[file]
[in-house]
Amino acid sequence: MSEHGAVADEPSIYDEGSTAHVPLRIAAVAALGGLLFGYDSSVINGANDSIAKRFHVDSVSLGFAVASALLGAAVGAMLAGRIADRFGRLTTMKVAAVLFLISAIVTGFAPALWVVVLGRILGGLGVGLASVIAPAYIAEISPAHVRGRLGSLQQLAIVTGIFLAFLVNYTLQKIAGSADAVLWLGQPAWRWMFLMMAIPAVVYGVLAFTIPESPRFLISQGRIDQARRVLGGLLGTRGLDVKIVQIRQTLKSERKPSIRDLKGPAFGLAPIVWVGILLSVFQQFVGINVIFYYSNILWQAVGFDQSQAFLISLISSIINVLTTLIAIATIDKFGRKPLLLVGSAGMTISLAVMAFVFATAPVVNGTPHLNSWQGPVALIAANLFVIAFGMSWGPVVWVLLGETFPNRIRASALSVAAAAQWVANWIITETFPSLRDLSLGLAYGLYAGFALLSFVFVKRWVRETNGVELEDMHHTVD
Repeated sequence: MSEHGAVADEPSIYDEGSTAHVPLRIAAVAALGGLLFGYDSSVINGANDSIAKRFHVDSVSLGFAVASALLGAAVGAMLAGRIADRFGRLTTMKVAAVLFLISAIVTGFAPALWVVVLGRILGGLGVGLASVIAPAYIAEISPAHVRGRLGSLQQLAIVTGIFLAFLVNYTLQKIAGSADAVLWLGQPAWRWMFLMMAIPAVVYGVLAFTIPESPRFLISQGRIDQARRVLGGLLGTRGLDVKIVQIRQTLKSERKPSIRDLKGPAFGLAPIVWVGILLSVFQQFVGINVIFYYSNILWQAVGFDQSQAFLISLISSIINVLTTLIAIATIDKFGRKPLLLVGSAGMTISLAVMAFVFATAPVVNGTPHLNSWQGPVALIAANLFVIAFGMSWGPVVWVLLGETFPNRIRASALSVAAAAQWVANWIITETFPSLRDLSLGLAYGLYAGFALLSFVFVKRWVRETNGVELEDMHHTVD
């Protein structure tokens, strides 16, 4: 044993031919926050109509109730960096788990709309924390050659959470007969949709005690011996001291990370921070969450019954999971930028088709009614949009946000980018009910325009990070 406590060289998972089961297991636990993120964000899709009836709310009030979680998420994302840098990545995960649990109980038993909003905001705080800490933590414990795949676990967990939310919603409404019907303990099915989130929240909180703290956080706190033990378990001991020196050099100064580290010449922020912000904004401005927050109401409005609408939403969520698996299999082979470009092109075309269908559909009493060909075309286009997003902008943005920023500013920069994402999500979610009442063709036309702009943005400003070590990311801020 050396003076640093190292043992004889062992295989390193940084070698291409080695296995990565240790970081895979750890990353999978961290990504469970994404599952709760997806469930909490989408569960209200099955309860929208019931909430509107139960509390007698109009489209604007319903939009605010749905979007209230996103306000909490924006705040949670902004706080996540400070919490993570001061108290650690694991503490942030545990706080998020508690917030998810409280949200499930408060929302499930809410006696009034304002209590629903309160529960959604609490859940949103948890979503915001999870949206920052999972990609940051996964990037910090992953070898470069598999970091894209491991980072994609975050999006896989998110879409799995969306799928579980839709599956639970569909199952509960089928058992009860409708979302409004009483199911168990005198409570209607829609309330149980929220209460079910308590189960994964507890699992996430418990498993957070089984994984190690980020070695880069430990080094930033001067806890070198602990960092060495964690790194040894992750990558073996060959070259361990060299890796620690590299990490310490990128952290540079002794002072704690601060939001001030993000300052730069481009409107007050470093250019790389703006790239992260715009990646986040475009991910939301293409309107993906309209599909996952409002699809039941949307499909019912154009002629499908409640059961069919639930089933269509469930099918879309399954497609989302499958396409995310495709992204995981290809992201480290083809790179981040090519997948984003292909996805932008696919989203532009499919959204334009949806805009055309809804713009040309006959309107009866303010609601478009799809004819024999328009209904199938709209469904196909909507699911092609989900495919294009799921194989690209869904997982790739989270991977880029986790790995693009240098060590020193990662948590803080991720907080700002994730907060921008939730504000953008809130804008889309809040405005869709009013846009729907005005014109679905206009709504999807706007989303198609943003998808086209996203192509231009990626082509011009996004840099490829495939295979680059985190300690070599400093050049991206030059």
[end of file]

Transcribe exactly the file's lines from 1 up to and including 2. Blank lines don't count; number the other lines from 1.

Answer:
[in-house]
Amino acid sequence: MSEHGAVADEPSIYDEGSTAHVPLRIAAVAALGGLLFGYDSSVINGANDSIAKRFHVDSVSLGFAVASALLGAAVGAMLAGRIADRFGRLTTMKVAAVLFLISAIVTGFAPALWVVVLGRILGGLGVGLASVIAPAYIAEISPAHVRGRLGSLQQLAIVTGIFLAFLVNYTLQKIAGSADAVLWLGQPAWRWMFLMMAIPAVVYGVLAFTIPESPRFLISQGRIDQARRVLGGLLGTRGLDVKIVQIRQTLKSERKPSIRDLKGPAFGLAPIVWVGILLSVFQQFVGINVIFYYSNILWQAVGFDQSQAFLISLISSIINVLTTLIAIATIDKFGRKPLLLVGSAGMTISLAVMAFVFATAPVVNGTPHLNSWQGPVALIAANLFVIAFGMSWGPVVWVLLGETFPNRIRASALSVAAAAQWVANWIITETFPSLRDLSLGLAYGLYAGFALLSFVFVKRWVRETNGVELEDMHHTVD